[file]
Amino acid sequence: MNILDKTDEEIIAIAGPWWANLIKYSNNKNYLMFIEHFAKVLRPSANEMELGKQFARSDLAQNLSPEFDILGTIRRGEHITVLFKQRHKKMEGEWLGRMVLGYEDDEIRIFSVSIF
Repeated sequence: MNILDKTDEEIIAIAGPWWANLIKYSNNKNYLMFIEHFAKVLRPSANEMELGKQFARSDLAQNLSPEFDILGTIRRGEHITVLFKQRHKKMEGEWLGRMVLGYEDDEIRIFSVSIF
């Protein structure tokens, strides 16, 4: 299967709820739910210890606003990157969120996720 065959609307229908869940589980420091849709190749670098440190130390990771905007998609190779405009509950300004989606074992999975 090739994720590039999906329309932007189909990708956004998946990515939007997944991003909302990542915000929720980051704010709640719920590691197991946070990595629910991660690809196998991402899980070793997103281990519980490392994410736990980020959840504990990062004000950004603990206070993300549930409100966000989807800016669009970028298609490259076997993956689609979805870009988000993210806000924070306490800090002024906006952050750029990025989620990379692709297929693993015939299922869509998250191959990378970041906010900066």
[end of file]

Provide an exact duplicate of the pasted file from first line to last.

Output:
Amino acid sequence: MNILDKTDEEIIAIAGPWWANLIKYSNNKNYLMFIEHFAKVLRPSANEMELGKQFARSDLAQNLSPEFDILGTIRRGEHITVLFKQRHKKMEGEWLGRMVLGYEDDEIRIFSVSIF
Repeated sequence: MNILDKTDEEIIAIAGPWWANLIKYSNNKNYLMFIEHFAKVLRPSANEMELGKQFARSDLAQNLSPEFDILGTIRRGEHITVLFKQRHKKMEGEWLGRMVLGYEDDEIRIFSVSIF
């Protein structure tokens, strides 16, 4: 299967709820739910210890606003990157969120996720 065959609307229908869940589980420091849709190749670098440190130390990771905007998609190779405009509950300004989606074992999975 090739994720590039999906329309932007189909990708956004998946990515939007997944991003909302990542915000929720980051704010709640719920590691197991946070990595629910991660690809196998991402899980070793997103281990519980490392994410736990980020959840504990990062004000950004603990206070993300549930409100966000989807800016669009970028298609490259076997993956689609979805870009988000993210806000924070306490800090002024906006952050750029990025989620990379692709297929693993015939299922869509998250191959990378970041906010900066």